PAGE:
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February 25, 2005

Togo in the News

This is a good, positive development:

The African Union has suspended Togo from the pan-African body, calling for sanctions against the country to be endorsed across the continent.

The moves follow growing international anger at Togo's military-installed leader, who took power hours after his father's death earlier this month.

For the first part of Africa's post-colonial era, the leaders of one country were loath to be overtly critical of other leaders. Likely, since most of the leadership was mired in their own corruption and propped up as, at best, semi-legitimate leaders, they feared that the criticism would be turned back on them.

Whatever the reason, though, this unwillingness to point fingers at their neighbors was a stumbling block to progress. That the AU is looking to take a hard line with Togo is in line with recent history, where African governments are more willing to put sanctions and pressure on members in hopes of forcing better behavior.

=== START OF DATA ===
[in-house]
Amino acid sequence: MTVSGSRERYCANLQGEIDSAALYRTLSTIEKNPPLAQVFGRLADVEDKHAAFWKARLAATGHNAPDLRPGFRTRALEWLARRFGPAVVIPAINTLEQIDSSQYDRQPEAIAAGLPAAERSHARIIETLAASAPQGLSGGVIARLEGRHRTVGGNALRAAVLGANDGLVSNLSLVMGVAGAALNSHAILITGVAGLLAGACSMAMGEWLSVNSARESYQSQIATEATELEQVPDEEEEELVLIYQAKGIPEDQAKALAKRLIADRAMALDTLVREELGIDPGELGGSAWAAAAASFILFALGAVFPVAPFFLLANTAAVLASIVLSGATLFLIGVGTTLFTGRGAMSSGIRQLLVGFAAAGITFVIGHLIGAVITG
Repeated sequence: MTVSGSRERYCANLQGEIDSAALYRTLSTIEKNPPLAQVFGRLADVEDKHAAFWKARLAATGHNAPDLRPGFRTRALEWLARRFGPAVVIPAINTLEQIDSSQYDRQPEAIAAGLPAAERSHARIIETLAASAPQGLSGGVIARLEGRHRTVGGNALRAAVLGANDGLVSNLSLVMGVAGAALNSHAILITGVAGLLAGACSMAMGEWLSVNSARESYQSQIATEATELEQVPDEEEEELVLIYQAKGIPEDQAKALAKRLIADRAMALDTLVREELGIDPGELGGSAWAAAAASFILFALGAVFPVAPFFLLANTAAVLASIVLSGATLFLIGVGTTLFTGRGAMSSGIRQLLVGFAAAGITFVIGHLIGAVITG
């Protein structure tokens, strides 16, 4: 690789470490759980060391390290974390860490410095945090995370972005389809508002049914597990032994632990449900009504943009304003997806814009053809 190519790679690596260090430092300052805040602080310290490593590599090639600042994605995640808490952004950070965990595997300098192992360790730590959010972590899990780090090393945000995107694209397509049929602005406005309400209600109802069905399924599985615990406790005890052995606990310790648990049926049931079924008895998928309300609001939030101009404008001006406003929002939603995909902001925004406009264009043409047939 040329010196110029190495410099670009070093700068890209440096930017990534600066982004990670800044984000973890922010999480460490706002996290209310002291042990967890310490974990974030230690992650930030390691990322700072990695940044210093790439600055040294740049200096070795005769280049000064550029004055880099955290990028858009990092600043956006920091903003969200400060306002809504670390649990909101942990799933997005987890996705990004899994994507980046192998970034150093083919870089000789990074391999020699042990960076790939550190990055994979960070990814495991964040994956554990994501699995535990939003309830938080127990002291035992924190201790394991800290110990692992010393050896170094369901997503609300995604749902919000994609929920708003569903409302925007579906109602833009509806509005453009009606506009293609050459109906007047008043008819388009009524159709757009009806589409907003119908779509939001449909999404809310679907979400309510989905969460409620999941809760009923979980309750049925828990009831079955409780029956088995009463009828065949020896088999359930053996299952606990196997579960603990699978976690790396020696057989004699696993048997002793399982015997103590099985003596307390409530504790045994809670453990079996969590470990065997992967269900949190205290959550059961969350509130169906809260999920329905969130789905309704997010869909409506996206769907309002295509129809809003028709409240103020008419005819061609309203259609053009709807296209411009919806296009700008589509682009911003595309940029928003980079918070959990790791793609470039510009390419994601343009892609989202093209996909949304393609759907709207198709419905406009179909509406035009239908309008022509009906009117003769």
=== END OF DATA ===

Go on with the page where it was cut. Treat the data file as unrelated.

No group of nations can better themselves without self-examination and critical thought.

Developing and third world nations don't become healthy over night, so it remains important to recognize the steps that take a country and a government closer to self-sufficiency and legitimacy.

Good for the AU for making the right call for action. The willingness to scrutinize one member nation is coupled to at least some level of willingness to accept scrutiny. That has to be considered a mighty good thing.

Read the story.

Posted by zombyboy at February 25, 2005 12:14 PM
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